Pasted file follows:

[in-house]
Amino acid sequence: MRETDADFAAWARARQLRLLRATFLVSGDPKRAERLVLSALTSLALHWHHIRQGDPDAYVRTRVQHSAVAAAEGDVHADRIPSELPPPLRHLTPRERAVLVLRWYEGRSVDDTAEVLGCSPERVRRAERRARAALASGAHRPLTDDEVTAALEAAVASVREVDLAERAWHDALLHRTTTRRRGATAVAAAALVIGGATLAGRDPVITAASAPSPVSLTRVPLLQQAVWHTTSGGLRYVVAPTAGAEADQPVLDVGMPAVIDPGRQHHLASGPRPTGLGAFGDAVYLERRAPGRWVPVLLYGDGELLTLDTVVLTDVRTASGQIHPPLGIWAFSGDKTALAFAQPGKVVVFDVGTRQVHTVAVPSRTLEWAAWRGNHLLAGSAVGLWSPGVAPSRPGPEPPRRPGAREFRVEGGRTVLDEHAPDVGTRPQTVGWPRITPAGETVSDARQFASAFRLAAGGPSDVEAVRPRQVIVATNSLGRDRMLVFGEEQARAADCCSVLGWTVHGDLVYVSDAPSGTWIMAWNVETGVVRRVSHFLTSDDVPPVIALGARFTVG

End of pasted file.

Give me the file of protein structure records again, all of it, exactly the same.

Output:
[in-house]
Amino acid sequence: MRETDADFAAWARARQLRLLRATFLVSGDPKRAERLVLSALTSLALHWHHIRQGDPDAYVRTRVQHSAVAAAEGDVHADRIPSELPPPLRHLTPRERAVLVLRWYEGRSVDDTAEVLGCSPERVRRAERRARAALASGAHRPLTDDEVTAALEAAVASVREVDLAERAWHDALLHRTTTRRRGATAVAAAALVIGGATLAGRDPVITAASAPSPVSLTRVPLLQQAVWHTTSGGLRYVVAPTAGAEADQPVLDVGMPAVIDPGRQHHLASGPRPTGLGAFGDAVYLERRAPGRWVPVLLYGDGELLTLDTVVLTDVRTASGQIHPPLGIWAFSGDKTALAFAQPGKVVVFDVGTRQVHTVAVPSRTLEWAAWRGNHLLAGSAVGLWSPGVAPSRPGPEPPRRPGAREFRVEGGRTVLDEHAPDVGTRPQTVGWPRITPAGETVSDARQFASAFRLAAGGPSDVEAVRPRQVIVATNSLGRDRMLVFGEEQARAADCCSVLGWTVHGDLVYVSDAPSGTWIMAWNVETGVVRRVSHFLTSDDVPPVIALGARFTVG